KAMPALA, Feb 14 – Uganda enters the final days of campaigning in elections that will likely secure another term for President Yoweri Museveni.
Opposition leader Kizza Besigye, regarded as Museveni\’s main rival in Friday\’s presidential election, claims both that he has enough popular support to win and that Uganda is ripe for an Egypt-style revolt.
"I can\’t tell you how many of our people are following the events internationally, in Egypt and elsewhere, but … the conditions are the same in Uganda," he told AFP in an interview last week.
"The brutality of the state represses people until they explode. And once they explode no amount of brutality can stop them," he said.
For most observers however, the army and a dearth of Internet-based activists in Uganda, undermine parallels with the Tunisian and Egyptian uprisings.
It is the third time Besigye has run for the presidency and observers agree that Museveni is facing the toughest challenge yet to his 25-year rule.
But most commentators nevertheless expect Museveni, the region\’s longest-serving leader, to secure another five-year term.
Opposition leaders have predicted the poll will be rigged.
While corruption is rampant in Uganda, the economy continues to grow and oil wealth is on the horizon.
The brutal rebels of the Lords Resistance Army have been pushed into neighbouring countries, with north of the country, voting for the first time in the Museveni era in a peacetime context.
Museveni\’s prospects have been further boosted by an opposition that has been unable to live up to its pledge to unite.
The president himself has acknowledged that corruption is a problem but has promised that if he gets another term he\’ll weed it out.
He had claimed credit for the economic progress, arguing that it was dependence on donor aid that had hampered the implementation of some of his projects, such as overhauling the country\’s roads.
Now with oil money round the corner, those projects will take shape, he has argued.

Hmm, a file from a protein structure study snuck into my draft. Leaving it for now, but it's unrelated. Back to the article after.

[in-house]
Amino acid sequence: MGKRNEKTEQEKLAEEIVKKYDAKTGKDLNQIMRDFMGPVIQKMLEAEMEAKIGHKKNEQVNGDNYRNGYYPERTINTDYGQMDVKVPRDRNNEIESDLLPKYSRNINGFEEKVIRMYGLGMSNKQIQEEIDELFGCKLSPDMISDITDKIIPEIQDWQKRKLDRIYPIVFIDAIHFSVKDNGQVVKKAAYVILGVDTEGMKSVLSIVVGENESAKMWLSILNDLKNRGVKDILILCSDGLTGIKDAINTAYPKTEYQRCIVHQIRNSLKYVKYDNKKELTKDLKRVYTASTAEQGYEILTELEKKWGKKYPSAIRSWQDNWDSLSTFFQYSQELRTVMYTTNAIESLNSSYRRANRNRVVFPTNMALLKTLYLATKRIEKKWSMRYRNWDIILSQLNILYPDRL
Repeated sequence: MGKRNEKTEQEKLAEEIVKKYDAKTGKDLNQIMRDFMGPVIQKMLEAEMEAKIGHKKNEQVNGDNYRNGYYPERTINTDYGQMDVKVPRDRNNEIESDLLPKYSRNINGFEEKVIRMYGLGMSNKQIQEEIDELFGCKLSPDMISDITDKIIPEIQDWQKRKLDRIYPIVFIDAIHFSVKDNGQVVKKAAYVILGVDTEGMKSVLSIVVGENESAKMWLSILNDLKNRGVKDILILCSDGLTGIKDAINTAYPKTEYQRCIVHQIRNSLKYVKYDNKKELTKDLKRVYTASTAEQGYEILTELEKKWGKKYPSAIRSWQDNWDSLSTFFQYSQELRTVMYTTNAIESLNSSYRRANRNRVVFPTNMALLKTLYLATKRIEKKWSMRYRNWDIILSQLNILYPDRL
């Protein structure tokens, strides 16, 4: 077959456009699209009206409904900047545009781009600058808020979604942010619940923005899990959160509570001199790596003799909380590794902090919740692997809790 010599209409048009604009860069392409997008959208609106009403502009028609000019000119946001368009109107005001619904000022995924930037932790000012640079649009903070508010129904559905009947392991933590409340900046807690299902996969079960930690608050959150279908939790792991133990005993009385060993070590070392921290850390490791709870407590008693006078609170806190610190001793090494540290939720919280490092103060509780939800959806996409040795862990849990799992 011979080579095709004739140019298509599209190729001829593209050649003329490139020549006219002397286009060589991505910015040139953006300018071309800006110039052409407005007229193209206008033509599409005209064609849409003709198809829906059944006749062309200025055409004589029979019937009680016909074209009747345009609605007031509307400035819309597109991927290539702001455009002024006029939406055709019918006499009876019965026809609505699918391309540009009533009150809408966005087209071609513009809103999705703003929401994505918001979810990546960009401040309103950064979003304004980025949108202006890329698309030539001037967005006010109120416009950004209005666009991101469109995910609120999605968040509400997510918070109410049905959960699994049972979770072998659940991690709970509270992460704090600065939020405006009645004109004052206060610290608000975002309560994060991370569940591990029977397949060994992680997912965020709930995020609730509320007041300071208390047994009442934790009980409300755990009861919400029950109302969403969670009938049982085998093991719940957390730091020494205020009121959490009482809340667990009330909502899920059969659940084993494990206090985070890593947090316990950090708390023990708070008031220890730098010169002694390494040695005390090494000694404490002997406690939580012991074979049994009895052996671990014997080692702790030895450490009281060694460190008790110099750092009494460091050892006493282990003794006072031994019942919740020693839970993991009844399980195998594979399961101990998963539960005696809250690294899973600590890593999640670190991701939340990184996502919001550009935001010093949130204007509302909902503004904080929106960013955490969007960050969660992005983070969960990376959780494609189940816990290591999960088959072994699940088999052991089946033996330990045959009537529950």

This is the message he has taken to supporters on the campaign trail, crossing the country with his massive protection unit and coaches filled with travelling supporters.
Museveni has also warned that a vote for the opposition would usher in chaos, as only his ruling National Resistance Movement (NRM) can control the army.
Kampala is covered with political posters, including Besigye\’s that promise "Change is coming."
He has promised to conduct a parallel count of the votes and declare national results tabulated from some 24,000 polling stations nationwide to cut down on rigging.
In 1996, Museveni took 75 percent of the vote, but his share dropped to 69 percent 2001 and to 59 percent in the 2006 election.
Some observers say Besigye\’s best hope is to deprive Museveni of more than 50 percent of vote, and thus force a second round. That could be enough to get the rest of the opposition to unite behind him.
"People are tired, and are not sure what they want," said analyst Joachim Buwembo, a veteran columnist with the East African newspaper.
"They are fed up with the … incompetence and corruption of the NRM."
On the other hand, he added: "They do not think the opposition has the capacity to hold and wield power, even if they won.
"That fear works in Museveni\’s favour."
On Wednesday, Graham Elson, deputy chief observer for the 2011 European Union mission to Uganda, complained that the authorities had largely ignored recommendations they made after the 2006 elections.
They included strengthening the independence of the electoral commission and making political party funding more transparent.
But there has been no meaningful electoral reform and there is evidence the ruling party used public money to fund its campaign.
Nevertheless, the opposition has enjoyed unprecedented freedom through the 2011 run, travelling and campaigning freely.
Museveni could not afford to use force, has happened in 2001 and 2006, said Buwembo.
"Too much bad publicity … So, Museveni is advised to remain civil, friendly, splashing cash wherever he passes, but no beating up people."